Savior Complex movie review & film summary (2023)

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“Savior Complex” gets even richer when one considers the flaws of No White Saviors, an organization with a vocal, outspoken leader who just happens to be a white American woman. Seriously. She jokes it away, but the idea that Kelsey Nielsen doesn’t understand that she too is kind of a white savior saving Ugandans from white saviors is amazing, especially as the organization continues to push for the literal prosecution of Bach, even when the story doesn’t line up exactly how they want it to. For example, a mother is interviewed for their case against Bach, but she considers the missionary an actual life-saver—instead of just going with the viewpoint of the woman whose child was actually saved, NWS uses images of her child on social media to further their cause in a grossly exploitative manner. And some of their social media campaigns cross the line into abuse, especially when they involve Bach’s adopted daughter.

Even the numbers in the Bach case can be hard to decipher. Bach and her team, including her mother, argue that 105 children died at SHC, with a mortality rate of 11%. Over the same period, the nearby children’s hospital had a mortality rate of 14%. However, these numbers simply can’t tell the whole story. If Bach had listened more than acted, could her number have been under 10%? If so, aren’t those lives valuable? However, if Bach hadn’t been there, could that number have been doubled?

It all becomes a battle of interpretation and perception that can inherently have no winners. Jesko and her team, including the great Roger Ross Williams as an executive producer, avoid the true crime docuseries clichés by allowing people to walk away from “Savior Complex” with a better understanding of the people involved but no clear answers on what happened or who, if anyone, is to blame. Bach would argue that being forced out of the country by No White Saviors cost lives because there was no one there to help the malnourished children of the region who couldn’t get to a hospital. It’s probably true. And yet Bach’s brand of righteous privilege is obviously extremely dangerous. Also true.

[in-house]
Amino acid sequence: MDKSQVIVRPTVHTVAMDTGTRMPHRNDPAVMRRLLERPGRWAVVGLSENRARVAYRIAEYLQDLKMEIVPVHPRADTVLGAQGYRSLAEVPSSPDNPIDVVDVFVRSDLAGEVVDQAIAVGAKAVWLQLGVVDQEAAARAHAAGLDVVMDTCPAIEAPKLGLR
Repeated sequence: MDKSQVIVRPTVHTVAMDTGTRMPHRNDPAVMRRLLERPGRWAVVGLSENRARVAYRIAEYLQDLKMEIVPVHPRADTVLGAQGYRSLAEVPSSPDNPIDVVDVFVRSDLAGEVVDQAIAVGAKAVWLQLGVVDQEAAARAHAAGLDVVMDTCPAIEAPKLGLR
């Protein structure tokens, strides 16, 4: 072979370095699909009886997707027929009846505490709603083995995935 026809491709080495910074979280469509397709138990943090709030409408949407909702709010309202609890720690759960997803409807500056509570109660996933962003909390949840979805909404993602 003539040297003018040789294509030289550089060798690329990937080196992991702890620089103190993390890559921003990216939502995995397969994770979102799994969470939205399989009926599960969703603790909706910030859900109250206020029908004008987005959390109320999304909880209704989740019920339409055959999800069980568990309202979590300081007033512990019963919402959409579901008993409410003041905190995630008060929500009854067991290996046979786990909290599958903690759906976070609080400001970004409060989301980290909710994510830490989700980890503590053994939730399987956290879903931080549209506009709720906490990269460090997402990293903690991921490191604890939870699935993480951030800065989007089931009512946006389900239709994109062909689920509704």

The opening episode of Jesko’s series includes a repeated quote from Exodus: “God doesn’t call the qualified, he qualifies the called.” Despite the balance that makes it so rich, “Savior Complex” ultimately makes very clear the danger inherent in this belief, one that justifies drastic, life-changing things like medical intervention under the banner of being called by God. It’s a complicated blend of so many interesting and competing ideas, a docuseries worth watching, especially for any organization even considering getting involved in a society other than their own.

Whole series was screened for review. “Savior Complex” premieres on HBO tonight, with two more episodes airing tomorrow, all available on Max this evening.


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